Recapturing childhood feelings sounds like an impossible task, doesn’t it? Once again experiencing days—or even moments—of innocence, wonder, or naïve joy.
Difficult perhaps. But not impossible.
Sometimes it even happens when we’re not expecting it, as was the case with me a couple of nights ago. Trying to get the dog to do her pre-bedtime “business,” I was wandering around my front yard at 10 pm on a hot, humid night. Right in front of my face, a lightning bug flashed, making me laugh out loud.
As more fireflies blinked on and off across the yard, I had an urge to find a mayonnaise jar, poke holes in the lid, and start collecting. Without trying, I remembered jumping around barefoot in my South Carolina front yard, clapping my hands softly together to capture (but not injure) the insects.
Once headed down Memory Lane’s path, I can remember it all. The heat of the night, the thrill of being up past bedtime, the grass underneath my feet and, once or twice at least, doing it in my night gown. Afterward, I’d bring my jar inside and would study the bugs while their abdomens shone neon yellow. I also remember opening the jar back up outside, sending the fireflies forth with my best wishes for a happy future, blissfully unaware of the shortness of their life spans.
Revisit the things and places that made your heart sing.
Recapturing childhood moments is easier when you can reenact some part of the times or activities you’d like to remember. Think about what you loved as a child. Nature? Singing? Camping outside? Visiting Grandma?
Reframe your motives.
Gretchen Rubin of Psychology Today suggests that part of the magic of recapturing childhood feelings lies in the way we think of things.
Do I view decorating the apartment for Halloween as a chore or as a pleasure? Do I think it’s tiresome or fun to shop for school supplies? I’ve been surprised by how readily I can steer my attitude.
Recapturing childhood feelings might require putting your dignity aside.
It comes down to engagement.
Often, it isn’t so much a case of memories evading us, as it is a case of us being out of practice in the arts of childhood. We don’t approach events with the innocence of a lack of self-awareness.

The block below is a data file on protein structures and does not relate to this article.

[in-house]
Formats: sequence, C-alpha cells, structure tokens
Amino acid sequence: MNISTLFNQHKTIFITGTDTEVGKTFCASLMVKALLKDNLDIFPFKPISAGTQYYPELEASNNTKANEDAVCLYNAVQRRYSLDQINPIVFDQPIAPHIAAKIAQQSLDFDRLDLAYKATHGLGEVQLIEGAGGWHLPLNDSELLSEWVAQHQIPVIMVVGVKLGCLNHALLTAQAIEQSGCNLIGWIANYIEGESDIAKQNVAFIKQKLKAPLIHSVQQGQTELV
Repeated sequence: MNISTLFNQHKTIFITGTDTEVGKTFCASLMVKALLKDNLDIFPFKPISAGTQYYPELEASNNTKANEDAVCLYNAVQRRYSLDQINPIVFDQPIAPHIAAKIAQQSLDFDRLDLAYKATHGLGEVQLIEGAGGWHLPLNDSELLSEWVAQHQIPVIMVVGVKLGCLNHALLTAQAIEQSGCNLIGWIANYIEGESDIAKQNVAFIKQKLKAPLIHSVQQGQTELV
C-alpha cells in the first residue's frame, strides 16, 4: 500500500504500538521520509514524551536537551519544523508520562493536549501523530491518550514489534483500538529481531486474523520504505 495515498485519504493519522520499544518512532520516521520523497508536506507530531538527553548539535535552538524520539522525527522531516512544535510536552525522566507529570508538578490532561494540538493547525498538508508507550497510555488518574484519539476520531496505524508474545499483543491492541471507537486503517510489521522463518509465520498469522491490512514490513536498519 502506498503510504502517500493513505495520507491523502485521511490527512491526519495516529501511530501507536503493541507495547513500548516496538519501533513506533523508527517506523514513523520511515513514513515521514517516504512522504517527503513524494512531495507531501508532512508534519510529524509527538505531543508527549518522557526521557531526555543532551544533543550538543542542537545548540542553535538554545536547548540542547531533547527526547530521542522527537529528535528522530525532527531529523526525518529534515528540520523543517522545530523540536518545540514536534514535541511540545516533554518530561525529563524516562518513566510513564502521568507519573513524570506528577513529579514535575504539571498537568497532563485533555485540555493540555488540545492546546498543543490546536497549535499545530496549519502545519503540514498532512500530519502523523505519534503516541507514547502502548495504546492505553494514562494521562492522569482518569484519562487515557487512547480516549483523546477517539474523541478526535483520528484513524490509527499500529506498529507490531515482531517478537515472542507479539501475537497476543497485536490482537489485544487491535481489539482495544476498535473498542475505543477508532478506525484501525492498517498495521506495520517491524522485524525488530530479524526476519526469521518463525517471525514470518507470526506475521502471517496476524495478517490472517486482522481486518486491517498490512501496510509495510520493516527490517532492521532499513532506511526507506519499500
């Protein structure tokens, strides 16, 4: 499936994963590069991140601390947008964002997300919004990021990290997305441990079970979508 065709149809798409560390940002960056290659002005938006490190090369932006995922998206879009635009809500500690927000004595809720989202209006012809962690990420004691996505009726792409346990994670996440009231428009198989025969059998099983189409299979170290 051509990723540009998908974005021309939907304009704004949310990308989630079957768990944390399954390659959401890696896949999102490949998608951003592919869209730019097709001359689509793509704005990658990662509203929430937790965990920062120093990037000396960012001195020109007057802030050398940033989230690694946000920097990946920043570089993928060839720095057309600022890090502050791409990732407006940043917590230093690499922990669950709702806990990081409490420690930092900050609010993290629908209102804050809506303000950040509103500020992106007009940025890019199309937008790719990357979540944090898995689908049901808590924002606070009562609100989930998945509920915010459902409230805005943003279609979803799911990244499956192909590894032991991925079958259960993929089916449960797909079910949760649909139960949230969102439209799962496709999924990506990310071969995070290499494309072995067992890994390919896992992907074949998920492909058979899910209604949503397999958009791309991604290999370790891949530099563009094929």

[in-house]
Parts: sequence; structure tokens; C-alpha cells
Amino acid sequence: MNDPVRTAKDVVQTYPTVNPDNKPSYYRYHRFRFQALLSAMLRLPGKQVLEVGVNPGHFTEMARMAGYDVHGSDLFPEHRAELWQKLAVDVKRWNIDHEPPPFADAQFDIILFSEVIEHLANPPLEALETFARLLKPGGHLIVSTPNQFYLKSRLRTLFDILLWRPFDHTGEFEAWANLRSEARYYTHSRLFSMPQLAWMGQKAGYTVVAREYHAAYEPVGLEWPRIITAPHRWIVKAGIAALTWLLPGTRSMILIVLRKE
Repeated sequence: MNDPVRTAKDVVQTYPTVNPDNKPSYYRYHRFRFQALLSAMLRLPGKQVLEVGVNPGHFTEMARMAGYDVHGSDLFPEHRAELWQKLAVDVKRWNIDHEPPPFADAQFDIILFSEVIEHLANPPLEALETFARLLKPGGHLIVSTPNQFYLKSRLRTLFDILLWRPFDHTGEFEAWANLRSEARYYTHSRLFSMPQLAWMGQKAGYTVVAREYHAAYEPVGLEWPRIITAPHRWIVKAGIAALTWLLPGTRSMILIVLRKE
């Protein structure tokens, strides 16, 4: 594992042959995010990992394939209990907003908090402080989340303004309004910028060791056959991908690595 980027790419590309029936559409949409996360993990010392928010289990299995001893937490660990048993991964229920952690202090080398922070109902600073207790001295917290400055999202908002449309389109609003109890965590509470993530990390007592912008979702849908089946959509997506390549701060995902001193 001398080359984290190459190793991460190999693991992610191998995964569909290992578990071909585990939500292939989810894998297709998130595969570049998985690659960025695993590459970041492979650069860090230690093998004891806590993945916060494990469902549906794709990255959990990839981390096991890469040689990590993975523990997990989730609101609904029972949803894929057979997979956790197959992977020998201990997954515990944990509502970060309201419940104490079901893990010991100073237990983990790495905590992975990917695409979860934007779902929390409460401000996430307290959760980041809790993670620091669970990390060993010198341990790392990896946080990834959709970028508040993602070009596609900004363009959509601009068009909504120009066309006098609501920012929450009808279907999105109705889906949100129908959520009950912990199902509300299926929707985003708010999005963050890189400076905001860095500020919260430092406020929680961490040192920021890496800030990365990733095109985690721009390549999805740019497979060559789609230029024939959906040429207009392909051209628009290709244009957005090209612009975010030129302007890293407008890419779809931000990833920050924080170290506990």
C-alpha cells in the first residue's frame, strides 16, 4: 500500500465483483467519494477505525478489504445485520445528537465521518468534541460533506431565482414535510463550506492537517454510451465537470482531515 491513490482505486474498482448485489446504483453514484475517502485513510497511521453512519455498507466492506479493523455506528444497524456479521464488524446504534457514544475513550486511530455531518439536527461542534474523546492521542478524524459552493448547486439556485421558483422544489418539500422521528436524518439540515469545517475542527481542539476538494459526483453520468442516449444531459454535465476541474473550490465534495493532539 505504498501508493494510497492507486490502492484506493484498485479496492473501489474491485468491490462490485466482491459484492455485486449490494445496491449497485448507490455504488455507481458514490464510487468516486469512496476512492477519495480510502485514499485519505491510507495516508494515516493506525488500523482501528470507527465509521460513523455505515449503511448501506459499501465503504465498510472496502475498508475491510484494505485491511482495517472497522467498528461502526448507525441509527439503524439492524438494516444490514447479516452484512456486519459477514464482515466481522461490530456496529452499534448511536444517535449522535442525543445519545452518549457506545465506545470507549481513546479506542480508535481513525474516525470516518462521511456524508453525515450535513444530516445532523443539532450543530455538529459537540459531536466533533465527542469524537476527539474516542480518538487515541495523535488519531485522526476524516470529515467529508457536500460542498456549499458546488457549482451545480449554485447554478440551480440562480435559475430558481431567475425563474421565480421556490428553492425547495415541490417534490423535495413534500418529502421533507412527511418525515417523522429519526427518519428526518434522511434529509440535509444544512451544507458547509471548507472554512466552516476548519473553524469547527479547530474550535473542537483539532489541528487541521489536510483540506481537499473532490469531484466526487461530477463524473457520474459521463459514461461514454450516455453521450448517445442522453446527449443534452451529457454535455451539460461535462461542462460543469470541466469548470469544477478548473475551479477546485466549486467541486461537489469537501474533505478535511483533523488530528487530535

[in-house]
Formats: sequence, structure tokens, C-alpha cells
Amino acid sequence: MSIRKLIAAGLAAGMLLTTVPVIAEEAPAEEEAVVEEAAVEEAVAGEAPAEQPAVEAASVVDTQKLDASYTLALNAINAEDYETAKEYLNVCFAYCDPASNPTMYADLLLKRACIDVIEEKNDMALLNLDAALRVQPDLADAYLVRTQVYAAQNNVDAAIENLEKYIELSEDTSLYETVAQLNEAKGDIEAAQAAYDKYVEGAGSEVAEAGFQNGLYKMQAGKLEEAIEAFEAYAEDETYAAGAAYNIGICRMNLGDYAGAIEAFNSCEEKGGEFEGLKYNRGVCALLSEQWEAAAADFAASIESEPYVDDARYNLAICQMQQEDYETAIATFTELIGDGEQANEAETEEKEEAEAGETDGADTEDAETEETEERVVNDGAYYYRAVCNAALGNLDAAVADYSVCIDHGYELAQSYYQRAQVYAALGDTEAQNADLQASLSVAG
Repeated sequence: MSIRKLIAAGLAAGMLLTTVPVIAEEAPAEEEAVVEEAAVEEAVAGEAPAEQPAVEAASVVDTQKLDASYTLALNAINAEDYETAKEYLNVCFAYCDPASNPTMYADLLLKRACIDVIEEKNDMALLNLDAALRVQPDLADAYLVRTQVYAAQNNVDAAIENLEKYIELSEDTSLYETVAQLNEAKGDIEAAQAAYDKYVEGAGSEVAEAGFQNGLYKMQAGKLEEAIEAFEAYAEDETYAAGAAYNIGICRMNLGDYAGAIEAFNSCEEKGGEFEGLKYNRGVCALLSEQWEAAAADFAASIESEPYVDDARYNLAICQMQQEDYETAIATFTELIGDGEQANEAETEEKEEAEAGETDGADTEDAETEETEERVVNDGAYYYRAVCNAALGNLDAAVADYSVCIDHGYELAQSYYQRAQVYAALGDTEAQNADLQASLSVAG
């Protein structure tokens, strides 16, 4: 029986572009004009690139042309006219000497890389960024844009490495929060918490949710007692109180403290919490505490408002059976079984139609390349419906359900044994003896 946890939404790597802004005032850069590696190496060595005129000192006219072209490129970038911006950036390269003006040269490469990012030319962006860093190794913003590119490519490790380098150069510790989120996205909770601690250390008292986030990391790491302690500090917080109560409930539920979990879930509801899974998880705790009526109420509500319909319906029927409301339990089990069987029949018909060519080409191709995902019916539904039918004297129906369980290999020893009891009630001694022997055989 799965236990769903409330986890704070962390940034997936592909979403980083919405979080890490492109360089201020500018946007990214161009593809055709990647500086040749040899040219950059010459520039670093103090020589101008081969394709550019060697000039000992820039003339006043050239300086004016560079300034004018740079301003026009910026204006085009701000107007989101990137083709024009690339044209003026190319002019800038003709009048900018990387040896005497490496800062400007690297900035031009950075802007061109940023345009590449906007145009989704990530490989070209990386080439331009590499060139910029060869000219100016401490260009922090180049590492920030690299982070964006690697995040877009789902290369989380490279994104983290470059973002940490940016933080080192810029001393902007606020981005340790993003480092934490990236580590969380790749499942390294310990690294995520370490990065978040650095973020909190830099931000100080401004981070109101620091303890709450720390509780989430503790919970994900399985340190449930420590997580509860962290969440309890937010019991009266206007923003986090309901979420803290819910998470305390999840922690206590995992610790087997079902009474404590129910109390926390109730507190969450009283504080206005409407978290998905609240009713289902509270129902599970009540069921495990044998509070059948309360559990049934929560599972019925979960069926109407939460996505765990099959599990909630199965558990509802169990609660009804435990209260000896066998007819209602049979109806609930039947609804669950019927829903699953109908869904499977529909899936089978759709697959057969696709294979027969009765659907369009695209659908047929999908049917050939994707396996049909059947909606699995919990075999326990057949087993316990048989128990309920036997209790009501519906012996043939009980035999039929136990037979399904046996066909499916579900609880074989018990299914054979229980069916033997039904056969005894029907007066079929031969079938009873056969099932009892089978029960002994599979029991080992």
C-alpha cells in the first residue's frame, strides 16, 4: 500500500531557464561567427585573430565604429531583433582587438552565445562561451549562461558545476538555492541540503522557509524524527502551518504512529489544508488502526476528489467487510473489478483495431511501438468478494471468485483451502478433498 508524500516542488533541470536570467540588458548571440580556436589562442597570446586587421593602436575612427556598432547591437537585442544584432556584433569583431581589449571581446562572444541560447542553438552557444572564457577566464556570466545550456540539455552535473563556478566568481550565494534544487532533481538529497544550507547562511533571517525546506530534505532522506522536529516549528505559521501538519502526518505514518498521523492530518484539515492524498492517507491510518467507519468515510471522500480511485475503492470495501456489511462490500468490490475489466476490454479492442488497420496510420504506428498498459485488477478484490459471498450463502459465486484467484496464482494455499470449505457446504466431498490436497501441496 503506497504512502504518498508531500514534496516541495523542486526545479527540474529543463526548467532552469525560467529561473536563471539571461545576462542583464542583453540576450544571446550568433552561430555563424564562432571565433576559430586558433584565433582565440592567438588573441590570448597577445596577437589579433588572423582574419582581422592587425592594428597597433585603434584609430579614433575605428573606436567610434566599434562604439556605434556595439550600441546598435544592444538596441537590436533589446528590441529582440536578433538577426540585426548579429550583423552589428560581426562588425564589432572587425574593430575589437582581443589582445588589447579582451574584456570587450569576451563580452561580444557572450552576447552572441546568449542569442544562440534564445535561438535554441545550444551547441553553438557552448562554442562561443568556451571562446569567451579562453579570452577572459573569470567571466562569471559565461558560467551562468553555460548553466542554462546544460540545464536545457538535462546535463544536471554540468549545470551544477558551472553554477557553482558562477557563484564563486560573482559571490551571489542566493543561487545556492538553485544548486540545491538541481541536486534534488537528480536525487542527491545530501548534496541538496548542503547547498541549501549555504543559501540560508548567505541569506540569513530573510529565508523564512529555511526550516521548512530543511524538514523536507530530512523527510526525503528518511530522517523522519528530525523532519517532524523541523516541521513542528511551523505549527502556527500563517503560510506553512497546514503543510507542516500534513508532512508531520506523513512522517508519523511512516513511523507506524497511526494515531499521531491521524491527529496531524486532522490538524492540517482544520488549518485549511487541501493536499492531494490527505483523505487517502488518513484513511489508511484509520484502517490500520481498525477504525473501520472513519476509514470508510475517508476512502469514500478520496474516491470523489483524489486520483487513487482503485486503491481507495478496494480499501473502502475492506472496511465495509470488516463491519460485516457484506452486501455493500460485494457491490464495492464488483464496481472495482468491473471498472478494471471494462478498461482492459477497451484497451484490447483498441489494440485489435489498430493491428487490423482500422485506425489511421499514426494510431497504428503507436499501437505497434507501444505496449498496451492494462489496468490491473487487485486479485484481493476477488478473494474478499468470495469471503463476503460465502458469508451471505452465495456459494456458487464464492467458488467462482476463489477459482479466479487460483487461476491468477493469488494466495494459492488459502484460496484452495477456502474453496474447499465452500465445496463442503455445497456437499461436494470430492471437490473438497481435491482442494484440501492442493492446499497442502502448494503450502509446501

That’s understandable, especially if we don’t have children in our lives modeling that behavior. We’re keenly aware of other people’s opinions of us. Contrast that to a kid’s reaction when you ask them if they can move their eyebrows independently. They try it without thinking how they’ll look.
Channel your frustrations onto paper.
There are some moments we just can’t regain. When you can’t recapture childhood feelings, write. Articulate your disappointment for others.
For example, try as I might to steep my self in that childhood mindset that seven days was absolutely Too Long to wait for Christmas to come, it doesn’t work. As a child, that was for-ev-er. As an adult, my to-dos banish the metaphorical sugar plums and impatience out of my head. I’m stressed, trying to make everything nice for the family.
Likewise, I can’t recover that feeling of being tucked into my bed by my parents and falling asleep without a niggle of doubt that something bad might happen during the night.
I know it can. There is no escaping that reality.
In such cases, we can write about those ethereal moments and emotions. When did they occur? How did you feel? Why do they remain out of reach? What have you done to provide them to the children in your life? Compare and contrast childhood’s perspective to adulting.
If you could recapture one childhood feeling, what would it be? How would you try to facilitate it? After you comment below (pretty please?), sit down and start writing.